In our last blog post regarding the good old task board, we covered the basic premise of Visual Management:
“Use visual control so no problems are hidden”
We covered visualising workflow and the work items through that flow - such that the whole team can see and literally touch what’s going on every day.
In this second in the series, we’re covering a simple addition to the good old task board: identifying who is doing what.
We call it Faces…
(Creative commons: http://radiopaedia.org/images/458)
Place the Face of who is working on a particular work item, on that work item, onto the task board:
If we look at the board analytically, it’s easy to see:
- Who’s working on what
- Who to go and speak to about a particular work item
- How many people are working on a particular item
- If anyone is not working on anything (their face will not be on a work item) you can see what they’re up to, or whether they are available to help out on something else
Faces work if you encourage the individual to be responsible for their own face: “You are responsible for your own Face”. That way, team members start to engage with the task board – by actually usingthe board people can start to understand the concept the board encapsulates: priority, workflow, work in progress limits, rules…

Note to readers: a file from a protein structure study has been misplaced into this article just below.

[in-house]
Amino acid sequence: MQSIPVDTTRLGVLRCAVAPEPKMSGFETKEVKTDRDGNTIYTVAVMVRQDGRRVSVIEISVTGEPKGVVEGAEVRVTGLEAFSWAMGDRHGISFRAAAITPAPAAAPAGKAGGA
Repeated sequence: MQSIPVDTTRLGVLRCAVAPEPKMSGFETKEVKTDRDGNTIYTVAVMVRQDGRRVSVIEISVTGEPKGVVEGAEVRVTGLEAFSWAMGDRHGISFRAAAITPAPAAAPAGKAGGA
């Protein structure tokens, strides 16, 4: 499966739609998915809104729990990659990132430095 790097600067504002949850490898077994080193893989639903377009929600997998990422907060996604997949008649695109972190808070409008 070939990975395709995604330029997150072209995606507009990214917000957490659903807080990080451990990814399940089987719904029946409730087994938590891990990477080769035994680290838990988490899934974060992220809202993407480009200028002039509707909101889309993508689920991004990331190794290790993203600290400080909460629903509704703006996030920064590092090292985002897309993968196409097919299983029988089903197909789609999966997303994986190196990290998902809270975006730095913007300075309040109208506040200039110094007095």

Eventually people get used to completing a work items and looking for the next thing to do. They take responsibility in finding what they should be doing next. They’ll walk up to the board and find the next highest priority bit of work to take on, take it on, and stick their face on it. It’s one of our founding tactics in reinforcing self-organisation. Being responsible for your own Face, and ultimately being responsible for helping to get the highest priority work done.
We’ve done a lot of work in the games industry. We’ve had a lot of fun with Faces over time:
We’ve worked with some talented artists so end up with some pretty amazing Faces too:
How you represent faces is up to you. Photos are fine, but why not have some fun? Why not try a South Park avatar editor yourself?